Species group: Marine Angelfish
Other common names: Blue; Corn Sugar; Isabelita Azul
Scientific name: Holacanthus bermudensis
The Blue Angelfish has an overall aqua hue with a yellow tinge to it. The fish's pectoral, dorsal, and caudal fins have yellow tips. The dorsal fins are long and trail into long filaments. There is a striking difference between the juvenile and adult Blue Angelfish--the juvenile fish, unlike the adult, has an overall yellowish brown body and has blue stripes running vertically. As the fish matures, it changes in color till it matches the adult variety. The fish has a compressed body that is discus-shaped, with a dark smudge on its forehead.
The Blue Angelfish is an aggressive fish and should ideally be housed in an Angelfish-only tank. These fish are even aggressive towards other species of Angelfish. Keeping this fish in a reef tank setup is avoided since it is likely to nip at invertebrates. These fish are hermaphroditic in nature.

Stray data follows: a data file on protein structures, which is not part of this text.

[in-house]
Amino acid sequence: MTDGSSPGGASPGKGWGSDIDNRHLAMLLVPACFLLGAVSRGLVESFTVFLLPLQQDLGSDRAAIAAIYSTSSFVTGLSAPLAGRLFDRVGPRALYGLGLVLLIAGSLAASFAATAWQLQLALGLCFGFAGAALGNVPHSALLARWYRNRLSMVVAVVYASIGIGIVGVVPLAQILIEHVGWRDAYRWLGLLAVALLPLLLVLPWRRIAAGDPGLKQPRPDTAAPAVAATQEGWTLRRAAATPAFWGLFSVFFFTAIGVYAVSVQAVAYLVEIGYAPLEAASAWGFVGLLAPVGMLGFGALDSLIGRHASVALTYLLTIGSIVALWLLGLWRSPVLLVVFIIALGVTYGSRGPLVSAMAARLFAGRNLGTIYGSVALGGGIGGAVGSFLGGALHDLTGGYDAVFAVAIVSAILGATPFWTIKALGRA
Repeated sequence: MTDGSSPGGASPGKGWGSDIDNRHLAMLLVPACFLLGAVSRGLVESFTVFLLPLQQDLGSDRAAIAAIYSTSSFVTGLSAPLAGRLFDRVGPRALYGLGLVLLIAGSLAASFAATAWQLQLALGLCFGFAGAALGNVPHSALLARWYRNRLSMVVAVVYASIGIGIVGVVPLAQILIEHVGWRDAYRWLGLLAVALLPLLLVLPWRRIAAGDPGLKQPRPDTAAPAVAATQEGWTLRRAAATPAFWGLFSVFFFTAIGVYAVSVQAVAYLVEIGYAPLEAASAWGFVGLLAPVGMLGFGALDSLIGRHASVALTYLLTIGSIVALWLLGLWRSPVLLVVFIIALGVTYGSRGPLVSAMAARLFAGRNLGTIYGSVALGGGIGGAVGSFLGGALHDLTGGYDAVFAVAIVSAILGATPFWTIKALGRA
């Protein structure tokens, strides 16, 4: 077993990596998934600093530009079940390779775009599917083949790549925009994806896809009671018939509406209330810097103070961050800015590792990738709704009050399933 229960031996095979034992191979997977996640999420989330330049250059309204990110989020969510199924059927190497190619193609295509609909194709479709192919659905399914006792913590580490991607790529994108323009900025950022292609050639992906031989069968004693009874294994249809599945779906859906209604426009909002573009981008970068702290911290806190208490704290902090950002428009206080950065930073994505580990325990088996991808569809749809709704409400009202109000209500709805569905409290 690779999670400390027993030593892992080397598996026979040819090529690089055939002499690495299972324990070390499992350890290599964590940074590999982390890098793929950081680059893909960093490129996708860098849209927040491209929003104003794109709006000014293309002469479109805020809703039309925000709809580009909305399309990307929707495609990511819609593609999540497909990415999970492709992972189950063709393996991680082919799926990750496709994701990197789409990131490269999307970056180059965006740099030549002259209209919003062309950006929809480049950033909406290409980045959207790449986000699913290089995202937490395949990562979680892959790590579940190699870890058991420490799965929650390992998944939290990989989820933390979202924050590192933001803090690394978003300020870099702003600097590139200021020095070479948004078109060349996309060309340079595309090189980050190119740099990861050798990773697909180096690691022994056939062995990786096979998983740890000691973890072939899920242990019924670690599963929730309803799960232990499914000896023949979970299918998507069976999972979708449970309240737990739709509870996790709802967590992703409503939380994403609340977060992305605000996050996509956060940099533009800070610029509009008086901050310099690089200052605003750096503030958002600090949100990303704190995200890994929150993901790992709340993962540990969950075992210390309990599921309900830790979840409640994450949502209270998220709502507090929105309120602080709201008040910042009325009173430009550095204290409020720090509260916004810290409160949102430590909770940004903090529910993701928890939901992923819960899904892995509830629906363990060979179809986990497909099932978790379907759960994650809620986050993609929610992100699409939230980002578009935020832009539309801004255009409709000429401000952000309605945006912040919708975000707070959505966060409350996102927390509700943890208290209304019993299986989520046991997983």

The Blue Angelfish requires a tank size of at least 150 gallons to thrive. Ideally, the tank should have enough hiding places so that this fish will feel secure within its habitat. An ideal tank setup would include some corals and plants. However, these fish do nip at stony corals.
intermediate aquarist, beautiful fish, stunner
corals, Reclusive Angel, ideal water conditions, large aquariums
marine tucker, seaweed
Very intense, uses a lot of energy
Metal halides were the go-to lighting fixtures in reef-keeping. They are very bright but give off a lot of heat and require a big ballast to start up. I've had over 15 reef tanks that used MH bulbs. Some aquarists with really deep reef tanks use them but most hobbyists go with modern LED reef lighting. You have to replace them every year because the light quality (spectrum) declines over time. Reef LED fixtures provide enough intensity and the right color spectrum for stony corals. LED lighting uses a fraction of the energy and runs much cooler..
From James 619 days ago